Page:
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It is 5:06 AM and my alarm clock goes off. The sun fails to shine through my bedroom window, as Chicago remains in darkness. I climb out of bed, feed my dog, shower, and plug in the coffee maker. As I get ready, I keep a close eye on the clock, as I have to be ready to teach my Indonesian students at 6:15 AM sharp.  I make coffee, and log onto Skype. My English ONE binder rests on the left side of the desk, while my lesson plans sit on the right side. I'm ready to teach English to Indonesian students enrolled in English ONE School in Madiun, Indonesia.
 
English ONE School opened its doors to Indonsian students eager to learn English this past December. It is located in Madiun, Indonesia, and the founder of the school is Risna Moy. I ran across an email from my graduate school's advisor regarding a need for native English teachers to help teach English to Indonesian students via Skype. Risna hired myself and one other native English speaker to serve as the two native English-speaking teachers for the English ONE School. Both Greg and I teach each month; I teach the first two weeks of classes, and Greg teaches the last two weeks of each month.
 
Madiun, Indonesia (a part of the province of East Java), and Chicago have a twelve-hour time difference. My class runs from 6:15 AM to 6:45 AM, Monday through Friday, the first two weeks of each month, while it goes from 6:15 PM to 6:45 PM in Madiun, Indonesia. The first week consists of elementary students, and the second week is made up of middle and high school students. The students range from beginning to advanced levels, and the class size varies from one student up to seven students. In the suburbs of Chicago, where I teach, I go by Ms. Jahraus, but the English ONE students call me Ms. Ashley.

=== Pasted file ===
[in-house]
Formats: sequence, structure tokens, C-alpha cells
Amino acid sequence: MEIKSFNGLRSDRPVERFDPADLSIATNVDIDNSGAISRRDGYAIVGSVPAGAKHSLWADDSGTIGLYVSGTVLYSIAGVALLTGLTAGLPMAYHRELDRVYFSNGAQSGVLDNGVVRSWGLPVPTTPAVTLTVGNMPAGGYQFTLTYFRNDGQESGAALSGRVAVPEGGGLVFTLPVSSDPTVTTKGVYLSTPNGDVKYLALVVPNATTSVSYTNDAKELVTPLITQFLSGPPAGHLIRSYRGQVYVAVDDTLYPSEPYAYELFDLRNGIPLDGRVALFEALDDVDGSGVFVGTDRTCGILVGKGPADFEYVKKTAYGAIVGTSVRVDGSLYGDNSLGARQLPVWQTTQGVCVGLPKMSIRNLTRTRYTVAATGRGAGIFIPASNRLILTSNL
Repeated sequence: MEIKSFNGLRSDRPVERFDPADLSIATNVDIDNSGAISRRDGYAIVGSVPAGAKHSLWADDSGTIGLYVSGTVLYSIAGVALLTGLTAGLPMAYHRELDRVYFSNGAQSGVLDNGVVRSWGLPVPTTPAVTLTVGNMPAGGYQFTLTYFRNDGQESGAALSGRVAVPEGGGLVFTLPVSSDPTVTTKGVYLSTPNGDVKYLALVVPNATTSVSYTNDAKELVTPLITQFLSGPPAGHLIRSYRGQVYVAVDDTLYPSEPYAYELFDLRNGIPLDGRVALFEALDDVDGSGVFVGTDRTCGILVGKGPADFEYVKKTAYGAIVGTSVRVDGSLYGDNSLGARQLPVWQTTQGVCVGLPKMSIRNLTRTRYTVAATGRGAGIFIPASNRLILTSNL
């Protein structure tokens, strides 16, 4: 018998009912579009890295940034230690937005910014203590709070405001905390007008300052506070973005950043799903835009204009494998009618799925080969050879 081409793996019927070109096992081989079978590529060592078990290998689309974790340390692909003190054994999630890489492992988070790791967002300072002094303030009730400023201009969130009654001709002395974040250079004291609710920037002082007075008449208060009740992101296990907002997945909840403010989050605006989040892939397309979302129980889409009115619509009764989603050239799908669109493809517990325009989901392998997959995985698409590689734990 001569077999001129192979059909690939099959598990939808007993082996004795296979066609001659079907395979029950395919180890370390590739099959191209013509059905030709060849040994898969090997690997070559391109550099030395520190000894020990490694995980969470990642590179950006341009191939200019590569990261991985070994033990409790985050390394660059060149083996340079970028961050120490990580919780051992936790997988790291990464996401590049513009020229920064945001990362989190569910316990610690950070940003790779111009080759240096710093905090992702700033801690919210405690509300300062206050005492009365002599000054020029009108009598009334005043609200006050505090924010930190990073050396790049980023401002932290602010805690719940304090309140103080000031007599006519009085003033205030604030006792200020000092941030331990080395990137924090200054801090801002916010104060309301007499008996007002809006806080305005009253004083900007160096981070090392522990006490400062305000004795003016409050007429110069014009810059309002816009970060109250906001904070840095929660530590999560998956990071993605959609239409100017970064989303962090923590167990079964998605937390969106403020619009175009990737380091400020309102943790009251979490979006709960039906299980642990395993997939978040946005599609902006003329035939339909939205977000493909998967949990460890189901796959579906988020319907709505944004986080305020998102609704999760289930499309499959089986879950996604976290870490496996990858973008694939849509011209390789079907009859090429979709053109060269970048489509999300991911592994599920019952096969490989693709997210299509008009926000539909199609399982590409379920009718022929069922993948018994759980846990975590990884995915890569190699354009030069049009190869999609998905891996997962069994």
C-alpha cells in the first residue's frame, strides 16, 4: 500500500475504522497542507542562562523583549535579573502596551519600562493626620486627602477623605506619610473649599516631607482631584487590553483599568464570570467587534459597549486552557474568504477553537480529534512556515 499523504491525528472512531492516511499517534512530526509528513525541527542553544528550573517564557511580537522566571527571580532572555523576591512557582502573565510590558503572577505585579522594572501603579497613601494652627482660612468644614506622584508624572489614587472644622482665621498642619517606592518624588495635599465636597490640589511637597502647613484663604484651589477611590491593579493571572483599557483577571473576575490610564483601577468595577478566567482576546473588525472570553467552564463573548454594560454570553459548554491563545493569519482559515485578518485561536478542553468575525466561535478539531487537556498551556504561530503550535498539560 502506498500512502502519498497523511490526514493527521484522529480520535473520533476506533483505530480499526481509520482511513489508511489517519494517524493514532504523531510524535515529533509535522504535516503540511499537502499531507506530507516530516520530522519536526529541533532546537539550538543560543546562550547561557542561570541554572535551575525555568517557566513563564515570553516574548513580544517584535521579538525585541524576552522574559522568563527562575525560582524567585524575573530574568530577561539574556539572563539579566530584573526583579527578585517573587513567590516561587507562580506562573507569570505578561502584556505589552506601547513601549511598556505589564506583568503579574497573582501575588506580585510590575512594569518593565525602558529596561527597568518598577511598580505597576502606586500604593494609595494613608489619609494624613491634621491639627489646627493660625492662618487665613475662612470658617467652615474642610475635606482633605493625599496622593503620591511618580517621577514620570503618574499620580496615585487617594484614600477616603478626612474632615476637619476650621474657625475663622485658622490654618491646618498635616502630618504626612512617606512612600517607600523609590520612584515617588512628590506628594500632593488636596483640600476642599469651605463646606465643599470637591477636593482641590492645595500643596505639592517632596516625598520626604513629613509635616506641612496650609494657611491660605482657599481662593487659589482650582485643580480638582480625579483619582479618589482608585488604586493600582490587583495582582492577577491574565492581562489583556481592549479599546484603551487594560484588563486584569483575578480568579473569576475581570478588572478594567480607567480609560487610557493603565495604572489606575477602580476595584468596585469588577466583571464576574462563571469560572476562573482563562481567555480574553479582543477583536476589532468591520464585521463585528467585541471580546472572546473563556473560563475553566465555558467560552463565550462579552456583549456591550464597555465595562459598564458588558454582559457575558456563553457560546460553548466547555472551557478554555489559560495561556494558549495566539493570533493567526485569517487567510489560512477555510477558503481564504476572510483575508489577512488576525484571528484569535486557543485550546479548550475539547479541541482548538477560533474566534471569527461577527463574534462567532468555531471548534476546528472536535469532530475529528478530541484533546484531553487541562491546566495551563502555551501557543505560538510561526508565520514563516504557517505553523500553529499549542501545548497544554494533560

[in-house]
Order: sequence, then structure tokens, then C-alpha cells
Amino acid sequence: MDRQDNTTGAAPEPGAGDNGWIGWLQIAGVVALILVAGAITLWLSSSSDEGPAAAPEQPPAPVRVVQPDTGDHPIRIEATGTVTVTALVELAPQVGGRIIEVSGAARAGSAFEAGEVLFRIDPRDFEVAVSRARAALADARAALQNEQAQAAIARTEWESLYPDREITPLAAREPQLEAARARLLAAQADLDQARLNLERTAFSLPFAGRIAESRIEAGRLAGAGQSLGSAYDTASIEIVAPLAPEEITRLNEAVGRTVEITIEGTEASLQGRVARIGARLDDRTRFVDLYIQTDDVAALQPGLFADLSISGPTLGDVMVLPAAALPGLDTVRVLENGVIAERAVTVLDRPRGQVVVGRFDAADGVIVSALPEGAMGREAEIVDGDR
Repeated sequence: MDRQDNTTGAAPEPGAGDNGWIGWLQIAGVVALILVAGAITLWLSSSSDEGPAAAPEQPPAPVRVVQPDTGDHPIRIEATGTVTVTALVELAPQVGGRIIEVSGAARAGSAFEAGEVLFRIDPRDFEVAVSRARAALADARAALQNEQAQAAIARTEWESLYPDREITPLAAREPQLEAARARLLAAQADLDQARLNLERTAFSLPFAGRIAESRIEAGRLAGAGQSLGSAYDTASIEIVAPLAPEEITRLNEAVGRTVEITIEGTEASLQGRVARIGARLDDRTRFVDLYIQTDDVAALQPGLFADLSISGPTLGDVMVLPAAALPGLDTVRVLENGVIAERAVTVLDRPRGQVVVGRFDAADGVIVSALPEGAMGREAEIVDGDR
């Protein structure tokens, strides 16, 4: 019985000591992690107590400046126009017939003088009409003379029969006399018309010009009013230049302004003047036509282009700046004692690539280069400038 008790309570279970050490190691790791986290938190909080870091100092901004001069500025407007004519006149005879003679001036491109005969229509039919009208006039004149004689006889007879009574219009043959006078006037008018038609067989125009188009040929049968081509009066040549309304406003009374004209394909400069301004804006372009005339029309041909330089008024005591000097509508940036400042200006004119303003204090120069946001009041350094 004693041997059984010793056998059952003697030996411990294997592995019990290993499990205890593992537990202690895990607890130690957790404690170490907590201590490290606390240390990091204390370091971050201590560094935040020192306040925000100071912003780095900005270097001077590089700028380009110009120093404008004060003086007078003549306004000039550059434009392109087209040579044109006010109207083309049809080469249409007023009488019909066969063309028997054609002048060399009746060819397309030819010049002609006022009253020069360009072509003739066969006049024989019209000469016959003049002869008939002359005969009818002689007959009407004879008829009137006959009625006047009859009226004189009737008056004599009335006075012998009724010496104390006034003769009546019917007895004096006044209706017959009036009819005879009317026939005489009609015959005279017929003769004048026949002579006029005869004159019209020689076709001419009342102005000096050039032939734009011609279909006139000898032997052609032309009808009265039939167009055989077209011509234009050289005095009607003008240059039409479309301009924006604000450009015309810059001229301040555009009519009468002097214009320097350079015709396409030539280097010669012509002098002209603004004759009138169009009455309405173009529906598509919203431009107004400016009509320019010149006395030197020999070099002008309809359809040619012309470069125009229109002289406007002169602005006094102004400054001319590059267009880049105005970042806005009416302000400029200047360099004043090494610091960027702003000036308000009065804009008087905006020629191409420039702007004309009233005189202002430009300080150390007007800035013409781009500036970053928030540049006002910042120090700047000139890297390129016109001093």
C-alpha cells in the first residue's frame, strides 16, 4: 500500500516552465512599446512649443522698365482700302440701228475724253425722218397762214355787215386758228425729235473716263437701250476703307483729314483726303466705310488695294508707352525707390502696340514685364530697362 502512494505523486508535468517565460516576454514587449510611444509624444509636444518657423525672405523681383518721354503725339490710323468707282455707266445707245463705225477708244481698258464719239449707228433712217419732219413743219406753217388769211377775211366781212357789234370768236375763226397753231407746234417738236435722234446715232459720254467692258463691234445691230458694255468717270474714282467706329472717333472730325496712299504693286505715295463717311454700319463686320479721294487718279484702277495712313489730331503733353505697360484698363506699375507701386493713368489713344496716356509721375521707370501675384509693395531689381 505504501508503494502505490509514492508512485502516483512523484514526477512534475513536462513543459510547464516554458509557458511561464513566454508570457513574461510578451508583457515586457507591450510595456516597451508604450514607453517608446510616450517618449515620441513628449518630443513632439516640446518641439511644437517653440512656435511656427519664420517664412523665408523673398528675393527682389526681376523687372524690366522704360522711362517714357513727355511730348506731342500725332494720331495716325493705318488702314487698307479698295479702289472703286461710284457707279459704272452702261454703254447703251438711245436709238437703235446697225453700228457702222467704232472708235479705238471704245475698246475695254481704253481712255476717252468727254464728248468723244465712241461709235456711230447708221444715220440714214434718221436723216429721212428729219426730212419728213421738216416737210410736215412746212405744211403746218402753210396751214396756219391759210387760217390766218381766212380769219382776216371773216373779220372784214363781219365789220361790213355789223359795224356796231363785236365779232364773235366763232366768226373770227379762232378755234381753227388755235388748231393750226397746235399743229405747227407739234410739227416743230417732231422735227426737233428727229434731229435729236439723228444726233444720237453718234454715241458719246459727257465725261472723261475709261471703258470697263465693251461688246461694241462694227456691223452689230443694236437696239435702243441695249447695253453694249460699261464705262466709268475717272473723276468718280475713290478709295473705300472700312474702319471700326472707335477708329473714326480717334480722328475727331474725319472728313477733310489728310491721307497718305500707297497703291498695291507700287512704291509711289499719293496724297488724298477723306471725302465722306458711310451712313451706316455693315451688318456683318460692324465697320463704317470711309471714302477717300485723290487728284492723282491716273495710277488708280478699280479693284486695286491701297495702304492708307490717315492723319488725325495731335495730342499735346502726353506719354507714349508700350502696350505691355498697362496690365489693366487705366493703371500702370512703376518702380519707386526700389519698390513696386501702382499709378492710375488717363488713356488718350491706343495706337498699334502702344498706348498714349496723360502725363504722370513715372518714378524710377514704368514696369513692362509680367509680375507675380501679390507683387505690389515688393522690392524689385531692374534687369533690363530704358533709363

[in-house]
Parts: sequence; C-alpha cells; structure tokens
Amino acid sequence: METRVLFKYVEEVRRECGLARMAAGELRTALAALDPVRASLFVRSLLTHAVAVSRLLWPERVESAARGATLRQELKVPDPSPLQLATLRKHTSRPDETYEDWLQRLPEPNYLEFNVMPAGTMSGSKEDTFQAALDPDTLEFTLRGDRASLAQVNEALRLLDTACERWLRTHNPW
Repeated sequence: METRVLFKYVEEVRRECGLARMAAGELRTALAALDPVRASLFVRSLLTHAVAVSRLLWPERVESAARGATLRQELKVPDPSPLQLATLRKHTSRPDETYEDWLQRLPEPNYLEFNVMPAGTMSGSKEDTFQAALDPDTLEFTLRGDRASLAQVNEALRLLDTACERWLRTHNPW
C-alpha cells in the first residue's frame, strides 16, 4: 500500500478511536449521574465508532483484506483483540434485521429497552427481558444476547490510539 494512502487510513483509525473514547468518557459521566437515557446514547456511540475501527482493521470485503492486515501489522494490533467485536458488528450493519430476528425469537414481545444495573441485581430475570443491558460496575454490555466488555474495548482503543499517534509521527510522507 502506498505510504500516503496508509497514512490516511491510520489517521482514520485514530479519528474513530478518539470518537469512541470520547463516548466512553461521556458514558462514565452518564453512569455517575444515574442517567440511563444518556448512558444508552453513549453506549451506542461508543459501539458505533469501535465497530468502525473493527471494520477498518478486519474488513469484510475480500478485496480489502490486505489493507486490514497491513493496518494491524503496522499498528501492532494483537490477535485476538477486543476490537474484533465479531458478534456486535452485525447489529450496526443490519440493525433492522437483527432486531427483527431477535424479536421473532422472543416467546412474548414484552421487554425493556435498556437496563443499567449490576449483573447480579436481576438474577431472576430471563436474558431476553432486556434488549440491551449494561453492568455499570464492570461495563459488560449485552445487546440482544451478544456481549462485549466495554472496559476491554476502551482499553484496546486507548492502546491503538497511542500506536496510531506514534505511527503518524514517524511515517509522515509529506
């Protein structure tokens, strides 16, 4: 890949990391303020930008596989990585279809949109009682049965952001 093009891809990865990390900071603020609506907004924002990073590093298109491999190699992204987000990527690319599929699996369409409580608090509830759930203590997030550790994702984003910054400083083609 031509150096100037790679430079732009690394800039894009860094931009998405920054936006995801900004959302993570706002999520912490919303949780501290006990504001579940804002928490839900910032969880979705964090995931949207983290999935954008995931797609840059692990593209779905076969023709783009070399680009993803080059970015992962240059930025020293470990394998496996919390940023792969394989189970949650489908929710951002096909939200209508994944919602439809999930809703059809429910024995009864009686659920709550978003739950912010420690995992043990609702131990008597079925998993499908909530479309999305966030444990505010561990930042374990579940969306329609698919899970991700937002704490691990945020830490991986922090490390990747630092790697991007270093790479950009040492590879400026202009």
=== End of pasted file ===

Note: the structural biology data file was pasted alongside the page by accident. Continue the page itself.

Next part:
The first lesson I had with the elementary English ONE students this past January was an energy rush, as I was met with a wave of welcoming smiles, waves, and friendly remarks such as, “Hello Ms. Ashley,” “Good morning Ms. Ashley,” and “Thank you for teaching us Ms. Ashley!”
 
The week beforehand, Risna, or Ms. Risna, emailed an excel document, breaking down each class (showing the time in Madiun and Chicago) as well as the topic to be covered during the 30 minute lesson. Lesson topics vary from family, business and advertising, to traveling, maps, and food. The evening before a lesson, I write the English ONE School an email with an attached file containing about three pages of images. Past lessons have included pictures of a McDonald's advertisement, Gatorade ad, and a Nike ad, for the business and advertising lesson. Another lesson plan for family had various pictures of families from all over the world, including Chicago and Indonesia. This way, the teachers at English ONE can print out the images for our lesson.